Environmental groups have filed lawsuits against federal regulators for allegedly refusing to release information regarding oil pipelines in the Tri-Counties.
The Environmental Defense Center and Santa Barbara Channelkeepers sent a Freedom of Information Act request to the Pipeline and Hazardous Materials Safety Administration on May 22.
PHMSA has yet to fulfill the FOIA requests, according to the complaint. PHMSA officials contacted by the Business Times on Dec. 8 declined to comment.
The nonprofits requested all records regarding the most recent internal inspection of Line 901, which was conducted in 2012, according to the filing. They also asked for details of all other inspections of Line 901 since 2013 such as maintenance data, monitoring information, incident reports and repair logs.
The heavily corroded Line 901 was responsible for the Refugio oil spill that fouled the Gaviota Coast. The pipeline leaked up to 142,800 gallons on May 19, according to owner Plains All American Pipeline, which initially underestimated the spill.
“The Plains pipeline spill at Refugio State Beach showed how little we know about the oil pipelines running under our beaches and parks, and through our communities,” EDC attorney Brian Segee said in a news release. “Our lawsuits are intended to help bring needed transparency regarding not only what went wrong at Line 901, but how we can avoid future disasters at other major regional pipelines in Santa Barbara and Ventura counties and those serving offshore oil platforms in the Santa Barbara Channel.”
PHMSA said on May 26 that it had a 63-request backlog and the average processing time was 54 workdays.
Sept. 1 was the last correspondence when someone from the agency asked for clarification, according to the complaint.
Agencies have 20 work days to comply or deny the FOIA request; they could have 30 days in certain circumstances.
The EDC also requested inspection data from M-143 and Tosco Oil pipelines that convey oil produced in Ventura County. M-143, which is owned by Crimson Pipeline, runs from Carpinteria to Ventura and Tosco runs from Ventura to Los Angeles. It asked for the oil spill response plans, incident reports and all other records.
The EDC filed a second lawsuit against the federal Bureau of Safety and Environmental Enforcement for allegedly not fulfilling a “voluminous” FOIA request, as described by BSEE. The amended request asked for all internal and external Outer Continental Shelf pipeline inspection reports from 2011. These pipelines transport water, natural gas, oil and other hazardous materials to and from the offshore oil platforms in the Santa Barbara Channel.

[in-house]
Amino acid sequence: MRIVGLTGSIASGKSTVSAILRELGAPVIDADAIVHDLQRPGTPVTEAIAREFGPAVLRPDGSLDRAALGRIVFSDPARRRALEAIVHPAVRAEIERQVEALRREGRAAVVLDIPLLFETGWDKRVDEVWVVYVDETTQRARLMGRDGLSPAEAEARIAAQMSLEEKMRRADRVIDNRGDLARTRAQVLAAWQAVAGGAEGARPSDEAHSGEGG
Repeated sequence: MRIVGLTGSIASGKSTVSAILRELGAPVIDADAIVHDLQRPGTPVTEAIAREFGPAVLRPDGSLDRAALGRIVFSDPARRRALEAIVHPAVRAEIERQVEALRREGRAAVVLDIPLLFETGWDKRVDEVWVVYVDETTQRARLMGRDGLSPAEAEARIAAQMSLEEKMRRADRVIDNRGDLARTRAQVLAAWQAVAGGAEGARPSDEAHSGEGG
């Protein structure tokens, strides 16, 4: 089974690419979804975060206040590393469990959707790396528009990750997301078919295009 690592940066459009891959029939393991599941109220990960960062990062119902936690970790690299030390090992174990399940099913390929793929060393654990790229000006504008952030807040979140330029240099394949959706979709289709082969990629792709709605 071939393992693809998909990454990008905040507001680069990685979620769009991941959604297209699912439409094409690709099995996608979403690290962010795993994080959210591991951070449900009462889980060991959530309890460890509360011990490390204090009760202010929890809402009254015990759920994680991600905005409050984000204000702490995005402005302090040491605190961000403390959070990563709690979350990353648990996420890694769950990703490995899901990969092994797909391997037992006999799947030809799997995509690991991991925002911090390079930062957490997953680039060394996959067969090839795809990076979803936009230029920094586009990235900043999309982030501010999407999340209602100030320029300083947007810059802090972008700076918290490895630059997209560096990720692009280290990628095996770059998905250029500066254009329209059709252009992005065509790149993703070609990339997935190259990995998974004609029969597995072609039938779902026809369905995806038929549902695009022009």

PHMSA proposed new regulations for pipeline oversight in October that would, in part, extend reporting requirements to all gathering lines, including rural lines and ones that transport oil through gravity that are currently exempt.
The proposals would require that all pipelines have a system for detecting leaks and establishing a 72-hour window for pipeline inspections following a storm or natural disaster.
The proposed regulations do not include a mandate for installing automatic shutoff valves. They are only required for newly constructed or entirely replaced pipelines. But PHMSA intends to move forward with a separate rule concerning automatic valve usage in the near future, a PHMSA representative told the Business Times.
Line 901 was not equipped with an automatic shutoff valve, unlike other lines in Santa Barbara County, because Plains successfully fought the mandate in court.
Line 901, and its connecting Line 903 that transports oil to refineries, were shut down following the spill and essentially cut off some of the region’s major oil producers, including ExxonMobil and Venoco.
Although SB 295, authored by Sen. Hannah-Beth Jackson, D-Santa Barbara, will require annual inspections for intrastate pipelines beginning in 2016, federal regulations, which govern the pipelines at issue in these lawsuits, are not as strict.
• Contact Alex Kacik at [email protected]